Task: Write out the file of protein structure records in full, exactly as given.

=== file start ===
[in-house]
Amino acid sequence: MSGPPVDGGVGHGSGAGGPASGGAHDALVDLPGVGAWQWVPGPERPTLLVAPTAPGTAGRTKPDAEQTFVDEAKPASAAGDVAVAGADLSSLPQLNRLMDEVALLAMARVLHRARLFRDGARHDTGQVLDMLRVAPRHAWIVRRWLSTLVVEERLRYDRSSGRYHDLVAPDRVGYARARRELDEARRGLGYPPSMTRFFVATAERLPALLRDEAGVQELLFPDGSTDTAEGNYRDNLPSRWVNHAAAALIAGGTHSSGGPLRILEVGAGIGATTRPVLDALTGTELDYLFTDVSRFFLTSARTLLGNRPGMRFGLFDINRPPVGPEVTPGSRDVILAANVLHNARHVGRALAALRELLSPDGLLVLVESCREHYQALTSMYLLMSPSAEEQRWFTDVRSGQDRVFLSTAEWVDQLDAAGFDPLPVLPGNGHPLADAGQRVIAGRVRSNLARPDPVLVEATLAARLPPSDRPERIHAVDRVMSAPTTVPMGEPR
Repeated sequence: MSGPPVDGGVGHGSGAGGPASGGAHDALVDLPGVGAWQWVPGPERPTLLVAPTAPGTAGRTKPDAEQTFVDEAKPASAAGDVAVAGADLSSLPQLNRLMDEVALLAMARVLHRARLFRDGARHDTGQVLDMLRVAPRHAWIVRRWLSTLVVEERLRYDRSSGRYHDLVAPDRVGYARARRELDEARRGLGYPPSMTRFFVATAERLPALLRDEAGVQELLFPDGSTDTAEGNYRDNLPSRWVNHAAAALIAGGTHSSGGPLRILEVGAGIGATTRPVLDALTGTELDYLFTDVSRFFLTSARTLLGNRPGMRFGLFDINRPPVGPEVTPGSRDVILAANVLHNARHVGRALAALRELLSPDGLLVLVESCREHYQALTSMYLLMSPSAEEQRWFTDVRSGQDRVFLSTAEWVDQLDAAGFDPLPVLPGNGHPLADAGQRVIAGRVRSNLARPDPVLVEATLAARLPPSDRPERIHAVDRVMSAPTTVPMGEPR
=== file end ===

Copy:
[in-house]
Amino acid sequence: MSGPPVDGGVGHGSGAGGPASGGAHDALVDLPGVGAWQWVPGPERPTLLVAPTAPGTAGRTKPDAEQTFVDEAKPASAAGDVAVAGADLSSLPQLNRLMDEVALLAMARVLHRARLFRDGARHDTGQVLDMLRVAPRHAWIVRRWLSTLVVEERLRYDRSSGRYHDLVAPDRVGYARARRELDEARRGLGYPPSMTRFFVATAERLPALLRDEAGVQELLFPDGSTDTAEGNYRDNLPSRWVNHAAAALIAGGTHSSGGPLRILEVGAGIGATTRPVLDALTGTELDYLFTDVSRFFLTSARTLLGNRPGMRFGLFDINRPPVGPEVTPGSRDVILAANVLHNARHVGRALAALRELLSPDGLLVLVESCREHYQALTSMYLLMSPSAEEQRWFTDVRSGQDRVFLSTAEWVDQLDAAGFDPLPVLPGNGHPLADAGQRVIAGRVRSNLARPDPVLVEATLAARLPPSDRPERIHAVDRVMSAPTTVPMGEPR
Repeated sequence: MSGPPVDGGVGHGSGAGGPASGGAHDALVDLPGVGAWQWVPGPERPTLLVAPTAPGTAGRTKPDAEQTFVDEAKPASAAGDVAVAGADLSSLPQLNRLMDEVALLAMARVLHRARLFRDGARHDTGQVLDMLRVAPRHAWIVRRWLSTLVVEERLRYDRSSGRYHDLVAPDRVGYARARRELDEARRGLGYPPSMTRFFVATAERLPALLRDEAGVQELLFPDGSTDTAEGNYRDNLPSRWVNHAAAALIAGGTHSSGGPLRILEVGAGIGATTRPVLDALTGTELDYLFTDVSRFFLTSARTLLGNRPGMRFGLFDINRPPVGPEVTPGSRDVILAANVLHNARHVGRALAALRELLSPDGLLVLVESCREHYQALTSMYLLMSPSAEEQRWFTDVRSGQDRVFLSTAEWVDQLDAAGFDPLPVLPGNGHPLADAGQRVIAGRVRSNLARPDPVLVEATLAARLPPSDRPERIHAVDRVMSAPTTVPMGEPR